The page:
Here's an entry from the LJ of vyshnavi....and all the comments that follow...
*I* think one of the reasons the practice of dowry started was that there was the age-old inequity of the women not having a share in the property; so the parents would give her jewellery and money as her share. A bride would bring in a "dower"...her portion of the property. The word "endow" comes from "endower"...to provide a dower, or gift, to someone. The practice of "dower" and "dot" (in French) existed in the West, too. Also, in the days when women were totally dependent financially, this would be a nest-egg to fall back on in hard times. It was not a bad thing to start with....but the practice got vitiated into greedy demands.
Recently, I met a couple who were looking for a match for their son. They were pretty horrified at the thought of dowry. "Ohmigod, what a terrible practice!" the mother exclaimed. "We would never demand dowry for our son." Someone else then suggested the name of a prospective bride. "Oh...." hesitated the lady. "But her parents are not in 'big' jobs...they wouldn't be able to give her much jewellery..."... Jewellery?.... "See...we have our social standing, and the jewellery and silver vessels are not for us, it's only for her..."... Oh?.... "And we do need to have a grand wedding to befit our status..." Grand wedding? Would they pay for half of it? "That is too modern for us! The custom is for the bride's parents to pay for the wedding, why should we?"....Oh?..."And throughout the first year, think of how happy the girl will be if the parents come over with gifts-- for her! Why should we prevent her being happy?"...OH???...."And of course if we have an alliance with people of 'good' social standing (read bank balance)..they will naturally like to provide her with a nice flat or a car, why should we come in the way of that?"...And would THEY give their daughter-in-law some jewellery? ...."But her parents have already given her all the jewellery that she wants...perhaps we would give her something..." OHHH????And what if your son brings home someone who won't have her parents stage a grand wedding, or give jewellery?...."We will have to tolerate that I suppose...we are quite broad-minded about it.".... OOOOHHHHHH????...Can you think of a wedding without the jewellery and the property and stuff?...."Oh, but Indian weddings are all these things combined..." I agree on this...the Tambram wedding, even today, is divided into Vaitheekam (religious) and Loukeekam (temporal...guess what, the "what" and the "how much"!)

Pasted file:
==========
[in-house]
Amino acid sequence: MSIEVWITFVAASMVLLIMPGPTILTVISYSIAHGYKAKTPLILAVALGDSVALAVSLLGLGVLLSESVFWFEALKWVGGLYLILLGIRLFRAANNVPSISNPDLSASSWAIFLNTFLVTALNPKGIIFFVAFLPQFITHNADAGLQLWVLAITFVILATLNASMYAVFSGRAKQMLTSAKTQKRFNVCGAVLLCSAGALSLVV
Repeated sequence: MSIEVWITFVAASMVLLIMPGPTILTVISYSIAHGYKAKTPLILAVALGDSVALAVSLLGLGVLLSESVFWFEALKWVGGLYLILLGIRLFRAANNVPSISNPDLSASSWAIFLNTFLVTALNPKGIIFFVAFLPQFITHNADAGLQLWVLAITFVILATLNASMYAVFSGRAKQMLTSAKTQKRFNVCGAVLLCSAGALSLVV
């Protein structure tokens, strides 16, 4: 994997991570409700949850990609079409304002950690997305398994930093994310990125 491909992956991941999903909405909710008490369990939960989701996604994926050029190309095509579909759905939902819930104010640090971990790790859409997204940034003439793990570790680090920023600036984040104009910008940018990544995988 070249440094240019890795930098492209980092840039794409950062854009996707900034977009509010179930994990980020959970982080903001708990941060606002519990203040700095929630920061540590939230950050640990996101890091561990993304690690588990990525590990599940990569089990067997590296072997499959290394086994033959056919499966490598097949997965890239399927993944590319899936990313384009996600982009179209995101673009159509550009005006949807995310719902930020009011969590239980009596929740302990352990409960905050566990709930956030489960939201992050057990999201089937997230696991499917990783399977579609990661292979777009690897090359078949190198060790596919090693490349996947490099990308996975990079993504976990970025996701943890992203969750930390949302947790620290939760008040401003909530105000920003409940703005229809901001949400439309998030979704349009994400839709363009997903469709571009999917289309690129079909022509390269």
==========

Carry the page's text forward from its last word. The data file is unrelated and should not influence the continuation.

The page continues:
This lady and her nodding husband FIRMLY believe that they are against dowry! (They are my age, I think...but we seem to populate different worlds.)